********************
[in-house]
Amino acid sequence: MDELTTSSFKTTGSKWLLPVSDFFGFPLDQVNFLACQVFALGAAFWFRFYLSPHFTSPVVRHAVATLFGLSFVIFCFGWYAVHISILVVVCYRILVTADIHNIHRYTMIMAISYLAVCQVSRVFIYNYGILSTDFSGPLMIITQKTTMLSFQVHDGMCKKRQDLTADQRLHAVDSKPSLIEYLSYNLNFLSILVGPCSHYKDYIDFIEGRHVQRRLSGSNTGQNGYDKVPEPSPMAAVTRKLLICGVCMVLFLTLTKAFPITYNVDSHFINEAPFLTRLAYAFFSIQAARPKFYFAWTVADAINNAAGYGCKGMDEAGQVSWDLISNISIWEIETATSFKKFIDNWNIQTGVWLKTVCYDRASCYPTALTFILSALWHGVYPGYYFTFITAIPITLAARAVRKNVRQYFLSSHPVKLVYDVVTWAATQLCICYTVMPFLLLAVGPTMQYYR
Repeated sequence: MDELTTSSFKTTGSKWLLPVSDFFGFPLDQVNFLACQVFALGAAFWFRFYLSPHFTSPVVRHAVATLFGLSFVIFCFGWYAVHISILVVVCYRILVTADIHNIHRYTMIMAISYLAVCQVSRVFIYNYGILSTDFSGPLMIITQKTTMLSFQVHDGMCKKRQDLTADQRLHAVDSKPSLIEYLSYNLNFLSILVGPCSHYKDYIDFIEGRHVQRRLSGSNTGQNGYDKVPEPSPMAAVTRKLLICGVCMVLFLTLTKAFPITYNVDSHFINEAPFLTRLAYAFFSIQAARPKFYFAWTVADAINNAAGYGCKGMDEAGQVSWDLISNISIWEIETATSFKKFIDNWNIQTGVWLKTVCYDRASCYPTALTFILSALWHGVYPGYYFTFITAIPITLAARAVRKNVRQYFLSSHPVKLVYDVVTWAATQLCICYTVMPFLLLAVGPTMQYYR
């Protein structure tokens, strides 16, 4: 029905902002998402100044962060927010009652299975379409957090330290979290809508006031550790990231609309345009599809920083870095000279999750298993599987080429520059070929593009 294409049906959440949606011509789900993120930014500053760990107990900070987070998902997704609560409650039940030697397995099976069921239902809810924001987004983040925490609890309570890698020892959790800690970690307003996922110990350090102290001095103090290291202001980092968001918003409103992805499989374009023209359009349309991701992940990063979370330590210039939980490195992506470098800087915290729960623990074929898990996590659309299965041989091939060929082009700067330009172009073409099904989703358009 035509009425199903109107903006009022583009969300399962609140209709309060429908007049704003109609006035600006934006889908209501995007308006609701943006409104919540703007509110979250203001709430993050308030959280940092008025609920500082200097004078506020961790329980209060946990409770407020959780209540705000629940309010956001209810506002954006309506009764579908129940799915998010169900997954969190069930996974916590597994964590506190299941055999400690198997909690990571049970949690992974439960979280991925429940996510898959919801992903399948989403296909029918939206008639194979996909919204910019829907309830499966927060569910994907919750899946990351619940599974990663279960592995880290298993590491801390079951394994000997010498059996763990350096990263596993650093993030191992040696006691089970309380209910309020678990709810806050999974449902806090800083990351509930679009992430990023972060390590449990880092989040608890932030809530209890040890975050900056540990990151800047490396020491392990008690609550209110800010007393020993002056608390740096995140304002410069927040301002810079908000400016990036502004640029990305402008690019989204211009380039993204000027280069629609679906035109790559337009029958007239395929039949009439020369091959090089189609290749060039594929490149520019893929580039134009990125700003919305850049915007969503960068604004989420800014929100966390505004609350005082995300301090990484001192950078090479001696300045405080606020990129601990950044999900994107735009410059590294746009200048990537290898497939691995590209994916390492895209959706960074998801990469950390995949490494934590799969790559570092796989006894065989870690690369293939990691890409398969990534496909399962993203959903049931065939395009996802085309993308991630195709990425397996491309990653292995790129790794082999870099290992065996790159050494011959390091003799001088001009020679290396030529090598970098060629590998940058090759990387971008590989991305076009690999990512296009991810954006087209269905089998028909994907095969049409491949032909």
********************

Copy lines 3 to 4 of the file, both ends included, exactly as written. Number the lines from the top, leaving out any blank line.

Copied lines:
Repeated sequence: MDELTTSSFKTTGSKWLLPVSDFFGFPLDQVNFLACQVFALGAAFWFRFYLSPHFTSPVVRHAVATLFGLSFVIFCFGWYAVHISILVVVCYRILVTADIHNIHRYTMIMAISYLAVCQVSRVFIYNYGILSTDFSGPLMIITQKTTMLSFQVHDGMCKKRQDLTADQRLHAVDSKPSLIEYLSYNLNFLSILVGPCSHYKDYIDFIEGRHVQRRLSGSNTGQNGYDKVPEPSPMAAVTRKLLICGVCMVLFLTLTKAFPITYNVDSHFINEAPFLTRLAYAFFSIQAARPKFYFAWTVADAINNAAGYGCKGMDEAGQVSWDLISNISIWEIETATSFKKFIDNWNIQTGVWLKTVCYDRASCYPTALTFILSALWHGVYPGYYFTFITAIPITLAARAVRKNVRQYFLSSHPVKLVYDVVTWAATQLCICYTVMPFLLLAVGPTMQYYR
């Protein structure tokens, strides 16, 4: 029905902002998402100044962060927010009652299975379409957090330290979290809508006031550790990231609309345009599809920083870095000279999750298993599987080429520059070929593009 294409049906959440949606011509789900993120930014500053760990107990900070987070998902997704609560409650039940030697397995099976069921239902809810924001987004983040925490609890309570890698020892959790800690970690307003996922110990350090102290001095103090290291202001980092968001918003409103992805499989374009023209359009349309991701992940990063979370330590210039939980490195992506470098800087915290729960623990074929898990996590659309299965041989091939060929082009700067330009172009073409099904989703358009 035509009425199903109107903006009022583009969300399962609140209709309060429908007049704003109609006035600006934006889908209501995007308006609701943006409104919540703007509110979250203001709430993050308030959280940092008025609920500082200097004078506020961790329980209060946990409770407020959780209540705000629940309010956001209810506002954006309506009764579908129940799915998010169900997954969190069930996974916590597994964590506190299941055999400690198997909690990571049970949690992974439960979280991925429940996510898959919801992903399948989403296909029918939206008639194979996909919204910019829907309830499966927060569910994907919750899946990351619940599974990663279960592995880290298993590491801390079951394994000997010498059996763990350096990263596993650093993030191992040696006691089970309380209910309020678990709810806050999974449902806090800083990351509930679009992430990023972060390590449990880092989040608890932030809530209890040890975050900056540990990151800047490396020491392990008690609550209110800010007393020993002056608390740096995140304002410069927040301002810079908000400016990036502004640029990305402008690019989204211009380039993204000027280069629609679906035109790559337009029958007239395929039949009439020369091959090089189609290749060039594929490149520019893929580039134009990125700003919305850049915007969503960068604004989420800014929100966390505004609350005082995300301090990484001192950078090479001696300045405080606020990129601990950044999900994107735009410059590294746009200048990537290898497939691995590209994916390492895209959706960074998801990469950390995949490494934590799969790559570092796989006894065989870690690369293939990691890409398969990534496909399962993203959903049931065939395009996802085309993308991630195709990425397996491309990653292995790129790794082999870099290992065996790159050494011959390091003799001088001009020679290396030529090598970098060629590998940058090759990387971008590989991305076009690999990512296009991810954006087209269905089998028909994907095969049409491949032909």